A cutting-edge Republican that connects with the emerging America, Lenny McAllister speaks out on controversial issues such as the proactive need for voter validation measures.
I believe in civil rights. I do not always agree with the NAACP’s direction on the political front. In fact, more often than not, we respectfully disagree. Yet, there are times when a critical concurrence should take place.
On cautioning Americans on laws that potentially inhibit the votes of hundreds of thousands of Pennsylvanians in its current implementation, we concur on the side of those at risk, many of whom are African-Americans or disadvantaged citizens that desperately need to deepen their engagement with both political parties and the political process overall.
Voter validation efforts must uphold the attribute of empowerment that comes whenever a citizen exercises his Constitutional right to vote. Those efforts must also bolster the parameters of appropriate participation in the greatest democracy in the world so that our republican form of government – from decorum during debate to valor in protecting the right to vote – is done in a manner that honors the Republicans and Democrats that fought and died to ensure American suffrage for our fellow citizens. Both our forefathers and future generations of Americans are counting on us to get it right today.
These legislative maneuvers – pursued, in theory, to optimize the value of America’s collective voting effort – cannot, in turn, truncate the nation’s diverse electoral voice and inhibit our ability to celebrate freedom across racial, socioeconomic, and geographical differences. Pennsylvania’s recent Voter ID law – passed in March and under appellate scrutiny ever since – may not be the best way to approach voting vulnerabilities with its current form, pace, and rollout. Not with a $5 million rush as we approach November. Not with the perception that it’s an “us vs. them” situation between Republicans and Black Americans that does not reflect civic partnership. Not with statements from Republican leaders that suggest that this law is key in guaranteeing a victory in 2012.
Let me be clear: there is a need for us to implement a proactive, intelligent, and empowering model to address voting in a 21st century America that faces the challenges of transient populations, questions of naturalization and residency, and mistrust across the sharp partisan divide. I believe in voter validation. I believe that a majority of Americans across political perspectives – conservatives like me on through – also believe in voter validation. However, I also believe that successful, non-discriminatory, and citizen-centric validation efforts are best implemented methodically and without the over-reach of jeopardizing the votes of hundreds of thousands of Pennsylvanians. The efforts must be in the full spirit of the 1965 Voting Rights Act, placed into law with the overwhelming support of Republican congressmen and renewed by the pens of Republican presidents Reagan and Bush.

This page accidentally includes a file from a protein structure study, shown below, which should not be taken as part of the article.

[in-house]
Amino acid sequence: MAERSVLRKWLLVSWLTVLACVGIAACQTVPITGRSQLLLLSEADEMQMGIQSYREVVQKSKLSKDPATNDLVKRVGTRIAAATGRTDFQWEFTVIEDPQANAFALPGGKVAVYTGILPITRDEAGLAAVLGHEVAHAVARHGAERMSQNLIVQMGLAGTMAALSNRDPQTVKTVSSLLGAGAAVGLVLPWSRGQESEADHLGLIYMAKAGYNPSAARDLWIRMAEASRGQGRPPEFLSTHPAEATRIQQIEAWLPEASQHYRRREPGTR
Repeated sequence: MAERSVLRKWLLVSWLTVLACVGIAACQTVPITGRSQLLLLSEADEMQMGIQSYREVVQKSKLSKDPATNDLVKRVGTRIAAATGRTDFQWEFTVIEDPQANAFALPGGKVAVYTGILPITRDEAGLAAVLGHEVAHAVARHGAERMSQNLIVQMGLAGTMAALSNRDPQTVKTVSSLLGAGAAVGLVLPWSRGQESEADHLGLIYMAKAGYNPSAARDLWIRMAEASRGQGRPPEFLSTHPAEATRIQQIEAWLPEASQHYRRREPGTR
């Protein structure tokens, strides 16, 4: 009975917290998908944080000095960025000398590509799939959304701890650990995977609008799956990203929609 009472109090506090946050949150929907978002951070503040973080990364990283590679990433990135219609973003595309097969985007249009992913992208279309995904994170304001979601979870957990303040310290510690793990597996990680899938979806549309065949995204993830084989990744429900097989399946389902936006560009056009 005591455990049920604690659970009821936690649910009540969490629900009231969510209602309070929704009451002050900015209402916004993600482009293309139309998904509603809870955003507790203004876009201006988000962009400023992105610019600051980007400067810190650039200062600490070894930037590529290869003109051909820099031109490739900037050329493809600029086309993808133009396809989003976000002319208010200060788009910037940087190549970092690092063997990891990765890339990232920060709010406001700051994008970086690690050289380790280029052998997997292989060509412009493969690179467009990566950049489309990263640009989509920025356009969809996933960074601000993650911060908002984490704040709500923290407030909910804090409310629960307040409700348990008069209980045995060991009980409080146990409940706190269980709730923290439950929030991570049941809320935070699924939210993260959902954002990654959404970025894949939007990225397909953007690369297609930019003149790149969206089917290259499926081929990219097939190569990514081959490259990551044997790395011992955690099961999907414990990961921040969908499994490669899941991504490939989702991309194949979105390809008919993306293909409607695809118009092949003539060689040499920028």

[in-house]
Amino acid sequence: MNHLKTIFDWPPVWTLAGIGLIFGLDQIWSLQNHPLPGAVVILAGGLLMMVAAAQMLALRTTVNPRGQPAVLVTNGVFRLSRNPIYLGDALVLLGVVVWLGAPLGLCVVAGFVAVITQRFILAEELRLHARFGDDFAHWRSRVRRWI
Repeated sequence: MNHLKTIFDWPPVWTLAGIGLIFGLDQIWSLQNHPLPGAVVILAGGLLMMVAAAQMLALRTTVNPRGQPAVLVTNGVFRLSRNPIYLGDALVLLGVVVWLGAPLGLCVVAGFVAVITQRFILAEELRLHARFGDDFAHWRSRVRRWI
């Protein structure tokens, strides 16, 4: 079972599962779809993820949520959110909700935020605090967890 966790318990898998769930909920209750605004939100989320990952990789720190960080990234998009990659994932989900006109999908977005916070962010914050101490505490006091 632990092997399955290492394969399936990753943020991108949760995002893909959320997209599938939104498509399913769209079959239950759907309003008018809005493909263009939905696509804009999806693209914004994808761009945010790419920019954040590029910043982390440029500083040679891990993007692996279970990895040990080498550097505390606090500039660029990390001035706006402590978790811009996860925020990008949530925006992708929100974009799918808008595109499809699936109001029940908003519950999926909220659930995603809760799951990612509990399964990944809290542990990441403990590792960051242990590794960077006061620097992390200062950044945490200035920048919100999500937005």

While the intent of voter validation may be legitimate and well-intended, new validation laws must ensure that the thousands already legally within the voting system are embraced, even as we work to eradicate suffrage vulnerabilities. When we work in a potentially-rushed fashion in response to hundreds of cases of voter fraud at the risk of disenfranchising thousands of voters – many of whom are African-American and in need of more responsive government in contrast to what they currently get as constituents – it is advisable for us to take a step of contemplation for the sake of the best solution for the future. We cannot allow the need for tempered, methodical voter validation laws to morph into a movement for implementing voter suppression tools for the sake of winning specific elections – whether that notion is perceived or otherwise.
Both Democrats and Republicans must be honest: voter validation is bigger than President Obama, Governor Romney, and the 2012 election. This is bigger than the notions of racist Republicans and demagoguing Democrats. American democracy is bigger than American politics. Yet, this issue is primarily wrapped in the partisan labels of today, not the potential consequences for tomorrow.
Today, African-Americans face high unemployment, harsh economic conditions, poor education choices, and tragic healthcare disparities. It is critical that these Pennsylvanians – from North Philly to Pittsburgh Penn Hills –are capable of engaging both political parties effectively with discourse each legislative session and at the ballot box every November. Any tone from either side of the partisan divide that manipulates the most vulnerable of Americans away from this does a disservice to my native Pennsylvania, regardless of if you believe voter ID laws are necessary or if you believe voter suppression laws are on the rise. I caution my Democratic friends against actively demonizing all members of a political party over a reasoned, yet currently flawed legislative solution. I caution my fellow Republicans against taking back America by taking away legitimate access to ballot boxes – while throwing away legitimate opportunities to form new partnerships with voters in sore need of new political leadership. No partisan monopoly on civil rights struggles can exist in modern day America if we are to rebound moving forward as united states.
It is my hope that those reviewing the law today will hold paramount in their thinking – the ramifications for the disadvantaged for years to come, not just the fates of the political combatants for the elections this fall.
Thank you, God Bless you all, and God Bless America.